The Streets Of Denver in a New Light
When I boarded a plane to Denver last March, I did so as a leader and an expert in the commercial sexual exploitation of children. When I last left Denver, I was a very different person. I had been introduced to the city by a violent pimp after driving across the country with him, and being forced to work at countless strip clubs along the way. I had left, feeling worthless, after a particularly violent beating by my pimp spurred me to purchase a one-way ticket to Boston and never look back. I knew that I had to leave to save my life.
This time, I was back in Denver to work with DATA – the Denver Anti-Trafficking Alliance – a collaborative of more than forty agencies fighting against commercial sexual exploitation. Denver and the surrounding cities looked very different to me; the airport – where I used to sit and watch planes take off – had moved, and Shotgun Sam’s – the strip club I worked at – had been torn down and then remodeled. It was surreal just being there. I remembered watching the planes take off I had never had the opportunity to walk around the city and explore during my time there. It felt good to go back as a survivor leader and to share my expertise with other people working to make a change.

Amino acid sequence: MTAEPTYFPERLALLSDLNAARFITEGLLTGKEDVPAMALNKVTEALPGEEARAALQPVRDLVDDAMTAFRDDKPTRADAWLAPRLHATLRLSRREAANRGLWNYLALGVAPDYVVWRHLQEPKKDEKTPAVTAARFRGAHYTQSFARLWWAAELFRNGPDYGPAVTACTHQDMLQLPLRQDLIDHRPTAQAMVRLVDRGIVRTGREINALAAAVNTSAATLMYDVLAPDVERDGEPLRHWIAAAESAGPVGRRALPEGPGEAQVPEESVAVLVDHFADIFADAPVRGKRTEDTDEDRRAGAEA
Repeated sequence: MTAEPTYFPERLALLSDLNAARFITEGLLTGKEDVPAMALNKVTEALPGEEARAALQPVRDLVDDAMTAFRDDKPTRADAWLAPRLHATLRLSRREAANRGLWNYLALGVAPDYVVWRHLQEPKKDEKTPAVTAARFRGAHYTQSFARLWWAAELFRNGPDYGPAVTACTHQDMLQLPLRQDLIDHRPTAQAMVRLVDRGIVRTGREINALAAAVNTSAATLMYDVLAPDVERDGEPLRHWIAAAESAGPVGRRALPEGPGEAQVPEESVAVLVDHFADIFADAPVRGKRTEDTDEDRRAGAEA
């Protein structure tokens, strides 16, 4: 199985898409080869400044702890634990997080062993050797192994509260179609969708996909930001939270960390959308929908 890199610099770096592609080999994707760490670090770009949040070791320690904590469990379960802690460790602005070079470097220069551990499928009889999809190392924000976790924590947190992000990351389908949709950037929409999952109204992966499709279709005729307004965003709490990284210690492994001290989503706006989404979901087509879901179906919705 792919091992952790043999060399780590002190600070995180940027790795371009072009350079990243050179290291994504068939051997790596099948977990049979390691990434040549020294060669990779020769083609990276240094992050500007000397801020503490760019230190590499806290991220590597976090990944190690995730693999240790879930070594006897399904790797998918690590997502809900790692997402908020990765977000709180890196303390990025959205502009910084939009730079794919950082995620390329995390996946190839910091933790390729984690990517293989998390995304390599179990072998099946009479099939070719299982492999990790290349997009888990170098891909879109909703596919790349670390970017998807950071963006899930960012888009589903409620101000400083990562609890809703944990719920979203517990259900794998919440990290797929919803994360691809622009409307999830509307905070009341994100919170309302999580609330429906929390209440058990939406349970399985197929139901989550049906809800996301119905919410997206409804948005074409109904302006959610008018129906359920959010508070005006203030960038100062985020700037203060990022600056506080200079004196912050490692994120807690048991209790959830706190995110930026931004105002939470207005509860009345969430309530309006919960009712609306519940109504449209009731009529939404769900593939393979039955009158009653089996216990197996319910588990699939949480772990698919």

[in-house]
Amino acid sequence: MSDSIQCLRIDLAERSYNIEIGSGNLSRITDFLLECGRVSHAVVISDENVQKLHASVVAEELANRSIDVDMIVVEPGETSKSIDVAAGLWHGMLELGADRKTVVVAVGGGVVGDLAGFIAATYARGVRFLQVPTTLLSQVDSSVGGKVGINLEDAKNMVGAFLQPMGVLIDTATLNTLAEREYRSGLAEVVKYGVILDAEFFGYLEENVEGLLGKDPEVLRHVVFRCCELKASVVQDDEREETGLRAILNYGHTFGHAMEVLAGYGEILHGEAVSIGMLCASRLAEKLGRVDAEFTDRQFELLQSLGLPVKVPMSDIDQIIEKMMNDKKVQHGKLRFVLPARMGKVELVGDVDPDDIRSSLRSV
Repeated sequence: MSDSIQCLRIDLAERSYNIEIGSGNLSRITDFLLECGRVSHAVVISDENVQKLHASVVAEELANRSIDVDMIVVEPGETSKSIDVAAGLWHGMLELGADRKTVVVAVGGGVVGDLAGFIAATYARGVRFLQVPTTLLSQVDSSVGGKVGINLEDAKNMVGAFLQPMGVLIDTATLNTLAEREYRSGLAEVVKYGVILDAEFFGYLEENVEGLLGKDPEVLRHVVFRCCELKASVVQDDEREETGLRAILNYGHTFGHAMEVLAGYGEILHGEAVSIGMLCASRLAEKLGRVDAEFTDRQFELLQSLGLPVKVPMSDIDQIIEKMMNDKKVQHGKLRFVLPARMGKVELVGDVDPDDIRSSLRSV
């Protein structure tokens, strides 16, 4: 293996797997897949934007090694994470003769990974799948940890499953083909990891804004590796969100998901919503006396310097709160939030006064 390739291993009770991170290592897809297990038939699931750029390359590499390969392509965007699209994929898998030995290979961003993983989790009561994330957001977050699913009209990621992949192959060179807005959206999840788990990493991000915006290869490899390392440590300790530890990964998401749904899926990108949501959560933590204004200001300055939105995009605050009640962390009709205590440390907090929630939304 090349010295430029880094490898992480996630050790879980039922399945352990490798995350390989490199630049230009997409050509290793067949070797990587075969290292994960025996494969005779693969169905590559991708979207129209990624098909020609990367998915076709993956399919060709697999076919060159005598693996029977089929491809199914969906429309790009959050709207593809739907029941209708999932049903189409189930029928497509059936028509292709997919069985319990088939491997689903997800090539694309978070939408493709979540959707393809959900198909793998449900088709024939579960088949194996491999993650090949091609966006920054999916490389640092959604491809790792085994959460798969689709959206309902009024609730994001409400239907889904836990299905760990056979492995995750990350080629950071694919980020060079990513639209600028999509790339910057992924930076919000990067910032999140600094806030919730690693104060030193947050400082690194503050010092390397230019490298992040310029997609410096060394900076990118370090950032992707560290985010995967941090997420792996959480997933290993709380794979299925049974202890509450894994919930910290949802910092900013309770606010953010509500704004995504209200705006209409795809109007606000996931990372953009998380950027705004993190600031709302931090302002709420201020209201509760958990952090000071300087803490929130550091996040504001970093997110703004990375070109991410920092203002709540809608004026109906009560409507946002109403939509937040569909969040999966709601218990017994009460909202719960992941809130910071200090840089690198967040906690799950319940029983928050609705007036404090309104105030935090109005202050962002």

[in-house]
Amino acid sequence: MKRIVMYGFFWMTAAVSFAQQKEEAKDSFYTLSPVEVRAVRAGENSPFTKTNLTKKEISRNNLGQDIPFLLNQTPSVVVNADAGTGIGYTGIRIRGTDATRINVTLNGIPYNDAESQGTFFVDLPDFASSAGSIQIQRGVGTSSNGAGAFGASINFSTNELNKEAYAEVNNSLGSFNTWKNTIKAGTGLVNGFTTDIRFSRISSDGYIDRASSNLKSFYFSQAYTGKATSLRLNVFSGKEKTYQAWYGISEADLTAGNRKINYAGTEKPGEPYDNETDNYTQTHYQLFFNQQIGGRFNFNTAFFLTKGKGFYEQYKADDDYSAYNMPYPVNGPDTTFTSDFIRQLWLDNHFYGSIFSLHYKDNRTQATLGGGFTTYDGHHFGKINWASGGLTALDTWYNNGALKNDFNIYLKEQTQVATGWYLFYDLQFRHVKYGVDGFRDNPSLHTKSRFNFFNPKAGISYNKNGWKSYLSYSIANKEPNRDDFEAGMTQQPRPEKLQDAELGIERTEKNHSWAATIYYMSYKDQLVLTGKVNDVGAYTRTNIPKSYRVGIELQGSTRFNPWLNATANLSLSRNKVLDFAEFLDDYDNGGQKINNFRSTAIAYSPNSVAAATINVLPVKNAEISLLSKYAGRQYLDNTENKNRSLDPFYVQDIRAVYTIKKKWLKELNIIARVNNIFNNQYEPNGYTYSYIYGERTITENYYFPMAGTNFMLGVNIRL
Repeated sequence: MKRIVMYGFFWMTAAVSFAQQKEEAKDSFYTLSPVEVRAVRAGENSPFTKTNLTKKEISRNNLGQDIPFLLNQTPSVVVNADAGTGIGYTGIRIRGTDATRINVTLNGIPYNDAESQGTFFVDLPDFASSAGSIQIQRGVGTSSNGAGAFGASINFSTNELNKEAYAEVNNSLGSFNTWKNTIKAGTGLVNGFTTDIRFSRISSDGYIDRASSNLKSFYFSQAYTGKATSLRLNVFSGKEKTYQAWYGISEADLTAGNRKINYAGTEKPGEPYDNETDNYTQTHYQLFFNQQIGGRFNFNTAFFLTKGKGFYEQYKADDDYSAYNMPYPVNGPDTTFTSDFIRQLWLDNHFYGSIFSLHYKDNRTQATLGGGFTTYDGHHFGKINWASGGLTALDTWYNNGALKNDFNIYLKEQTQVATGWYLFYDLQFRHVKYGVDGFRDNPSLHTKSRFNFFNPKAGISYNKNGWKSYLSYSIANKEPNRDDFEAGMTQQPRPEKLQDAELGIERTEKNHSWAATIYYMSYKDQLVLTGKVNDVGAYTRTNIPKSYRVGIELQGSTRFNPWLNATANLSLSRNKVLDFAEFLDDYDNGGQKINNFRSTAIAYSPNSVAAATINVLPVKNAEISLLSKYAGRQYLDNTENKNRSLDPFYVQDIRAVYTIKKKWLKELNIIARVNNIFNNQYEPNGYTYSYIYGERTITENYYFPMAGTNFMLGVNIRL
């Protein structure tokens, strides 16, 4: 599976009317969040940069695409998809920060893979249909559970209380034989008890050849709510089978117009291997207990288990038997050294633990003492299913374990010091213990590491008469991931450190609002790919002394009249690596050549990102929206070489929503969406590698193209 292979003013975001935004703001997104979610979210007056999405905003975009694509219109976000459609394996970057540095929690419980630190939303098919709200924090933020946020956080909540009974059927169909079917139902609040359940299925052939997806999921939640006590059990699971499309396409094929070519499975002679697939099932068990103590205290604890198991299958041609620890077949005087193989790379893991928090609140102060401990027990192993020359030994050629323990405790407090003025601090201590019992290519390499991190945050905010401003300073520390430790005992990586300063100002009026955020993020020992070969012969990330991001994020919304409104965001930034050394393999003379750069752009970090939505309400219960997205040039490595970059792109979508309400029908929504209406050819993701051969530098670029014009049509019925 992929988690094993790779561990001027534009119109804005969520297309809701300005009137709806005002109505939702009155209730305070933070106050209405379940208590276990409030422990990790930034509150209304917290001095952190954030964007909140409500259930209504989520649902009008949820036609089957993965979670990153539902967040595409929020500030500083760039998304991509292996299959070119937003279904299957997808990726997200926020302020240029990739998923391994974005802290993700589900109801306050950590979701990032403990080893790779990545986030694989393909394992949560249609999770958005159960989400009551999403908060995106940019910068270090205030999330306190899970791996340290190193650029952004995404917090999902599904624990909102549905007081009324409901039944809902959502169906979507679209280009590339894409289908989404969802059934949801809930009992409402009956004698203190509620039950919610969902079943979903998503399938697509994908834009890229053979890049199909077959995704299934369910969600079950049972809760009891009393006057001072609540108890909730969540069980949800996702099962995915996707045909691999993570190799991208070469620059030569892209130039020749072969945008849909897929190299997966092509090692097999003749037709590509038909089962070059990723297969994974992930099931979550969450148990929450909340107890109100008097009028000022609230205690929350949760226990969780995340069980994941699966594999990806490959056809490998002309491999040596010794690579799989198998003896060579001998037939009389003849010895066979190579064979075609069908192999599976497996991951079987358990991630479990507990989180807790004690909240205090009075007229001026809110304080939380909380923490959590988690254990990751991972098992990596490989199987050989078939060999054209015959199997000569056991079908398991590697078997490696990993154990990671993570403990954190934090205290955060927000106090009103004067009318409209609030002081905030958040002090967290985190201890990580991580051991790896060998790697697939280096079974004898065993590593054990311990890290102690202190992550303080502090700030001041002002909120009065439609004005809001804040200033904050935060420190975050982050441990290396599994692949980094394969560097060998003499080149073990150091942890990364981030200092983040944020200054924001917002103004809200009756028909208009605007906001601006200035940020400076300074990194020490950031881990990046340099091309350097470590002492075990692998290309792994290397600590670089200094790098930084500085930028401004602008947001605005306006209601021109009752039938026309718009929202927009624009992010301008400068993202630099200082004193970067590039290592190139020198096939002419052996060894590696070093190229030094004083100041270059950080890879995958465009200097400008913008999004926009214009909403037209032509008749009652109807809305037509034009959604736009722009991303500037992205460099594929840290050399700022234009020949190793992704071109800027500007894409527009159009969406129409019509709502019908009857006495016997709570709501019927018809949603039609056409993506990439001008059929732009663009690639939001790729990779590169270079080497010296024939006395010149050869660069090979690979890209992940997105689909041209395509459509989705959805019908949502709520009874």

In this new role, I shared advice on working with and educating at-risk and exploited youth, I talked about how to include survivors in a healthy, constructive way, and suggested ways that My Life My Choice’s survivor mentorship program and prevention curriculum might be replicated in Colorado. Along with other advocates, I participated in the production of a survivor empathy video, a video made to help everyday people understand the real consequences of commercial sexual exploitation.
A longer version of the video will air as a PBS documentary, Live Through This: Survivors of Sex Trafficking https://www.youtube.com/watch?v=xBz5XRC-prc For me, this was more than just a business trip. It represented my coming full circle, completing my transition from victim to survivor to leader.
By Ann Wilkinson, Director of Mentoring Services